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Uncertainty relation and absolute zero.

  1. Sep 20, 2004 #1
    Is there a certain fixed degree of uncertainty? Like for example, we can't reach absolute zero because we would know both the momentum and position of the particle. But if it is say, 3-4 K above absolute zero, there would be a really small degree of uncertainty involved, because its quite localized and its momentum is quite small as well.

    So, is there a point of "minimum" uncertainty? and would it be useful in experiments? Is my understanding of absolute zero and the uncertainty relation flawed around here?
     
    Last edited: Sep 20, 2004
  2. jcsd
  3. Sep 20, 2004 #2
    The Heisenberg undeterminacy principle is not related to temperature. You can find the way the constant is derived : [tex](\Delta a)(\Delta b) \geq \frac{1}{2}\langle \psi |[\hat{A},\hat{B}]|\psi\rangle [/tex] [thread=39172]here[/thread]
     
  4. Sep 21, 2004 #3
    I'm really sorry, but I can't really absorb the mathematics inside there. i can't really understand stuff if its using too much maths to explain it. Is there a non-mathematical way to describe it?

    Thanks...
     
  5. Sep 21, 2004 #4
    [tex](\Delta p)(\Delta x) = \frac{h}{2\pi} [/tex]

    This is the uncertainty relation between momentum p and position x. You have a analogue relation between energy E and time t.

    Now, as humanino pointed out these equations do NOT depend on temperature, yet p depends on temperature when looked at kinetic degrees of freedom of a gas of particles for example.

    But if you would lower the energy (lower p for that matter) then the uncertainty on position will become bigger. A very good localization only occurs at high-energy and this is why in elementary QM-textbooks you will find a paragraph on the gamma-ray-microscope and not on the IR-ray-microscope, as an explanation for what happens in the uncertainty relation of Heisenberg.



    regards
    marlon
     
  6. Sep 21, 2004 #5
    I've heard of Heisenberg's Gamma Ray microsope. But why is it that when the energy is higher, the particle is more localized? Besides it being due to the uncertainty relation, won't a high-energy photon mess up the momentum and position of a particle much more than a low energy one?
     
  7. Sep 21, 2004 #6
    No, because the uncertainty in the target-particle's position is equal to the wavelength of the incident radiation divided by the sinus of the half-angle subtended at the parget-particle by the lens.
    Basically if you wanna keep the uncertainty as little as possible then the wavelength of the incident radiation (the photons) needs to be as small as possible thus the more energy for the photon the better.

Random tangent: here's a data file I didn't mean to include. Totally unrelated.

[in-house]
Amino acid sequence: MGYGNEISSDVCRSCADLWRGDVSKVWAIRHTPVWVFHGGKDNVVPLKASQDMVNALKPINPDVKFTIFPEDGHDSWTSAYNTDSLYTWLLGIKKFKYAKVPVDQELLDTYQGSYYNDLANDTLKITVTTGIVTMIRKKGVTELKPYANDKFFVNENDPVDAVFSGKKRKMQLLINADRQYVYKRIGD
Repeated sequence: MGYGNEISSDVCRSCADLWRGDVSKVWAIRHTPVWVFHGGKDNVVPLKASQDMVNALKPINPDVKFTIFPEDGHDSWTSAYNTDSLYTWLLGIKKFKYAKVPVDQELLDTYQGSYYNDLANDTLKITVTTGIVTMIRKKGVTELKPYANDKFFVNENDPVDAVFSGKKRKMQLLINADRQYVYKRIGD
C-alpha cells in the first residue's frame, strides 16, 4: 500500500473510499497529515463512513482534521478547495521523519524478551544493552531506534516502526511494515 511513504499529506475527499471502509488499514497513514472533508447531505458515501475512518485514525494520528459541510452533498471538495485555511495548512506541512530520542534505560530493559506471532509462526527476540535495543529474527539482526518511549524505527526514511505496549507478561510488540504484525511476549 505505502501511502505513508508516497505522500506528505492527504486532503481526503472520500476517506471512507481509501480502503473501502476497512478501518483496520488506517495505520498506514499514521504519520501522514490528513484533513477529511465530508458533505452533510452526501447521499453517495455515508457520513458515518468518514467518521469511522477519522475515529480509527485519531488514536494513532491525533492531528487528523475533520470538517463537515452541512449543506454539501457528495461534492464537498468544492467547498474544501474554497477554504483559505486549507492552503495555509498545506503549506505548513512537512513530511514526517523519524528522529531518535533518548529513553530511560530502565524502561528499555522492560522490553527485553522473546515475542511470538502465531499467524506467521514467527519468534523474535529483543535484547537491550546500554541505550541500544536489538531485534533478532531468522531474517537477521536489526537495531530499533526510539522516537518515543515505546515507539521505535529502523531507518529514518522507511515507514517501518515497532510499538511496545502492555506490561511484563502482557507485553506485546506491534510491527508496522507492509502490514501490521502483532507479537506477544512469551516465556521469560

Indeed deBroglie states that momentum p is equal to: p=h/wavelength


    regards
    marlon
     
  8. Sep 22, 2004 #7
    Hmmm, ok, actually, the gamma ray microscope has something to do with visibility if I'm not wrong. In order to see a particle, we can't use a photon with associated wavelength of visible light, we can, but its gonna be blured. And if we use a photon with an associated gamma ray wavelength, its gonna be clearer but it momentum would still be affected.

    But won't the incoming photon mess up the momentum, but also the position of the particle as well? Its like billard, I've hit the white ball on the 8 ball, the 8 ball now has a diff. momentum but also a diff. position, and the higher the energy of the white ball, the more the momentum and position of the 8 ball is messed up. Or is the relation between billard balls and particles a little too deterministic?

    I've just realized I have not really understood the gamma ray microscope.
     
  9. Sep 22, 2004 #8
    Don't compare the collision of a photon with some particle with the collision between two balls. The properties of photons (i am referring to the particle-wave interpretation and the fact that a photon does not have mass) are totally different of those of the billiard balls...


    What is it that you do not understand about the gamma ray microscope ???


    There are two factors here :1) keep the wavelength as small as possible so that the uncertainty on the particle's position is as small as possible

    2) The wavelength cannot be too small though because of the accuracy of the image. I mean, if the wavelength of an incident photon get's too small you won't be able to distinguish two separated objects from each other...Thus you get a blurry image...



    regards
    marlon
     
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